Haaf Netting - A Brief History

The shoreline of the Solway Firth at Glasson, Cumbria

Haaf Netting has it's roots spread out throughout history, but here is a snippet of it's history and why we Haaf-Net:

The Introduction of a Past Time

Haaf-Netting was introduced by Norse-Gael settlers around 900AD. The word 'haaf' is derived from the Norse word 'hav', meaning open sea. It is a heritage that has almost died out but in Cumbria the tradition is kept strong. And now you can join in too!

The Norse-Gaels

The Norse-Gaels originated in Viking colonies of Ireland and Scotland, when Norse-Gaels faced problems and fled to Cumbria the tradition of Haaf Netting followed them, bringing this timeless way of fishing to our shores.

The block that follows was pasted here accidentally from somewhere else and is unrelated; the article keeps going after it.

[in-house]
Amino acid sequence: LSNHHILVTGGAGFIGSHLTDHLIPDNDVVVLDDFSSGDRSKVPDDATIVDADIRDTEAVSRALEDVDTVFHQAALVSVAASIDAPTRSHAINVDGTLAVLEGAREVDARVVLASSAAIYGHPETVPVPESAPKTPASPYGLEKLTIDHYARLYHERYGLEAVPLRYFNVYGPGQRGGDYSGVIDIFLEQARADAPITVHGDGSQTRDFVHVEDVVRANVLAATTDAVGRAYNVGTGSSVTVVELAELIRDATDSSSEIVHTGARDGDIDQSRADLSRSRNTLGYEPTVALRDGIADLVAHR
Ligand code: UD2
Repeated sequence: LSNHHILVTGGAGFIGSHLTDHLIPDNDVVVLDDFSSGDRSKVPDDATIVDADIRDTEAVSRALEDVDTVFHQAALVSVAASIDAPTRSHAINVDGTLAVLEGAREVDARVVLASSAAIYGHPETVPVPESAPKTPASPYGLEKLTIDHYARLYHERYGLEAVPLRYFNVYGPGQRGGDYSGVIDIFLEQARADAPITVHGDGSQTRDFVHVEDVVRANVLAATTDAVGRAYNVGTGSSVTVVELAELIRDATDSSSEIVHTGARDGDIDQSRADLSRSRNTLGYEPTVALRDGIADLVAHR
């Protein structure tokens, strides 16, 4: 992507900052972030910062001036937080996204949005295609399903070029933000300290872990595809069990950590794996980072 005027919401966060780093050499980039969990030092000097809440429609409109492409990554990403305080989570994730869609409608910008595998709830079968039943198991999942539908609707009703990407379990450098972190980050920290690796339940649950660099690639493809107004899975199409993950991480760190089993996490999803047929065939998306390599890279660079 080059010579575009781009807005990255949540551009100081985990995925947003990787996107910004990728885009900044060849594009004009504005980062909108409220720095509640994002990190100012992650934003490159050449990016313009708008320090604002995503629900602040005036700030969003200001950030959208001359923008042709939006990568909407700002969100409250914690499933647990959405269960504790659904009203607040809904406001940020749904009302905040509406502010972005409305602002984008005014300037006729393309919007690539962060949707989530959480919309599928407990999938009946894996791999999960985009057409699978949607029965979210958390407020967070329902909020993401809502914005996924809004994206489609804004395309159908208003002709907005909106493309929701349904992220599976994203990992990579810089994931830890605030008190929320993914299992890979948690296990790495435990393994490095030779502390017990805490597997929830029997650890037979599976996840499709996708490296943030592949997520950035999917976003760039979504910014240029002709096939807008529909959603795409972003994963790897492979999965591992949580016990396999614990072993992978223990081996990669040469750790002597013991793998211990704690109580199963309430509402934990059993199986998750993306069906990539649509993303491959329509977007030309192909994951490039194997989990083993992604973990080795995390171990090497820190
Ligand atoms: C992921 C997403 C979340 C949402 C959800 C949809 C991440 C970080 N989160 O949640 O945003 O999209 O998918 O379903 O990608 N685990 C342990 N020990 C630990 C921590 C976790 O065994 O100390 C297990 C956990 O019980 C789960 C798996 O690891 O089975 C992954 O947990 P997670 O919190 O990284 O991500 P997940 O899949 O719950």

More than a tradition - A way of survival

After World war II the food way rationed and there was little work available in the UK. Haaf fishing for salmon provided free food and a source of income during these hard times. Today, the shores of the Solway Firth are the last of the places where you can still find those who practise the art opf Haaf Net Fishing.

More Information:

  • Trout and salmon fishing
  • Haaf Net
  • Fishing Tourism
  • Days out
  • Unusual wildlife
  • Local Jennings beers
  • Helpful staff and great food